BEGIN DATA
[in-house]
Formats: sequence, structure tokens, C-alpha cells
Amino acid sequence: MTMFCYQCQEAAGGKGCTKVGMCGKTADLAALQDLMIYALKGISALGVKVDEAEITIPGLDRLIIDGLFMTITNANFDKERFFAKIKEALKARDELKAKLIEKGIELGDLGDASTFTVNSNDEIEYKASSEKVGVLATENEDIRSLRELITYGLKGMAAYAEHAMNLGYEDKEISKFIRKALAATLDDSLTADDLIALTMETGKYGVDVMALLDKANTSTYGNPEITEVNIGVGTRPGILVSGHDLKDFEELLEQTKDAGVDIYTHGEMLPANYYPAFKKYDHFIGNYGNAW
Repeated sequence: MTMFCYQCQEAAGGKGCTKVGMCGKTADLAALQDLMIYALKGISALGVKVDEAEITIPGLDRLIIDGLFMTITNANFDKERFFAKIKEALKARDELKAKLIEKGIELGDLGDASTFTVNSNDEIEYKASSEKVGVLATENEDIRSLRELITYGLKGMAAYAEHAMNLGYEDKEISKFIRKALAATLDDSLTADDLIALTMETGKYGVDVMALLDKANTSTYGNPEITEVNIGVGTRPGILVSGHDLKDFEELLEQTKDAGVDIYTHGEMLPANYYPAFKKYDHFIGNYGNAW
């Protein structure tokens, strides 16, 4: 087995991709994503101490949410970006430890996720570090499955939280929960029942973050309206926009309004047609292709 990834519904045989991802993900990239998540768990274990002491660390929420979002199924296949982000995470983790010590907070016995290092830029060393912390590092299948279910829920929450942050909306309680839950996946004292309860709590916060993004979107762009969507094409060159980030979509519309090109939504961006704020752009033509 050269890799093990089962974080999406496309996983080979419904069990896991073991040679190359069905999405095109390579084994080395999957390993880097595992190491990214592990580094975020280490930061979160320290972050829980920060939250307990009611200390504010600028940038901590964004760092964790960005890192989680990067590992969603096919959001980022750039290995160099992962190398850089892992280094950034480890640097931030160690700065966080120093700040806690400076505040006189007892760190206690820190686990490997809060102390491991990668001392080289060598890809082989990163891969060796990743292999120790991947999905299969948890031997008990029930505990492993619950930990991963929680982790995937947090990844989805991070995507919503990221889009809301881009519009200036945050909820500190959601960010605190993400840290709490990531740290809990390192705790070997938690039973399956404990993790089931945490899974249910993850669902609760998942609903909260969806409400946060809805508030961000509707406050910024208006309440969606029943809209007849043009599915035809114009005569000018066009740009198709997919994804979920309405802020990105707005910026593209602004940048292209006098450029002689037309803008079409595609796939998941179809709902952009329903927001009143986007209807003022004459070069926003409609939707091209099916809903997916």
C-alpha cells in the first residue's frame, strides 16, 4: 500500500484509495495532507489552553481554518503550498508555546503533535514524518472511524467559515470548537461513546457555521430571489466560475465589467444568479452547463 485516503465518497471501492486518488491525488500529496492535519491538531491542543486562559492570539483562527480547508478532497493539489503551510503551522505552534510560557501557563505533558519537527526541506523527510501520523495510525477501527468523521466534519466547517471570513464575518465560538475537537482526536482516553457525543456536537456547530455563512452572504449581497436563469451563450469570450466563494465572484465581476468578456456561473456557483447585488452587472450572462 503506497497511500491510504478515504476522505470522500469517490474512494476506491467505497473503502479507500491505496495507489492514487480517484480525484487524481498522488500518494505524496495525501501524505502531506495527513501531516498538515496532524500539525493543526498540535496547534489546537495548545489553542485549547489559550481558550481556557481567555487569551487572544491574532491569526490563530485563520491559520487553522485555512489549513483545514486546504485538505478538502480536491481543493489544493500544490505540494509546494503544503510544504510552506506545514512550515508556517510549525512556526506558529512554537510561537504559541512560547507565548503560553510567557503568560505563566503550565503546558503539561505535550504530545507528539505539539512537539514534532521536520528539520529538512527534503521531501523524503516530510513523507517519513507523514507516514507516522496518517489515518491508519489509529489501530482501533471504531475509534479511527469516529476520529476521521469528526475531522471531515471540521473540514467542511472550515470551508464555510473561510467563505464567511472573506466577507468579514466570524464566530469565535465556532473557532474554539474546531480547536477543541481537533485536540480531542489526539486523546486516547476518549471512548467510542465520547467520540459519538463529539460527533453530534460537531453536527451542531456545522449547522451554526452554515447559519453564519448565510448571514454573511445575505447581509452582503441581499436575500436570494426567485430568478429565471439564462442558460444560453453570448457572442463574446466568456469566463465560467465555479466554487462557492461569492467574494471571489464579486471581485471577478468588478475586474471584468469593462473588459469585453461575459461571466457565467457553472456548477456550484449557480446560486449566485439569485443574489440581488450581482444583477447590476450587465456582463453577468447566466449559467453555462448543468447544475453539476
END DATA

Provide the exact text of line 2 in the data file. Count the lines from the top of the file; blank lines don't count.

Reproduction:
Formats: sequence, structure tokens, C-alpha cells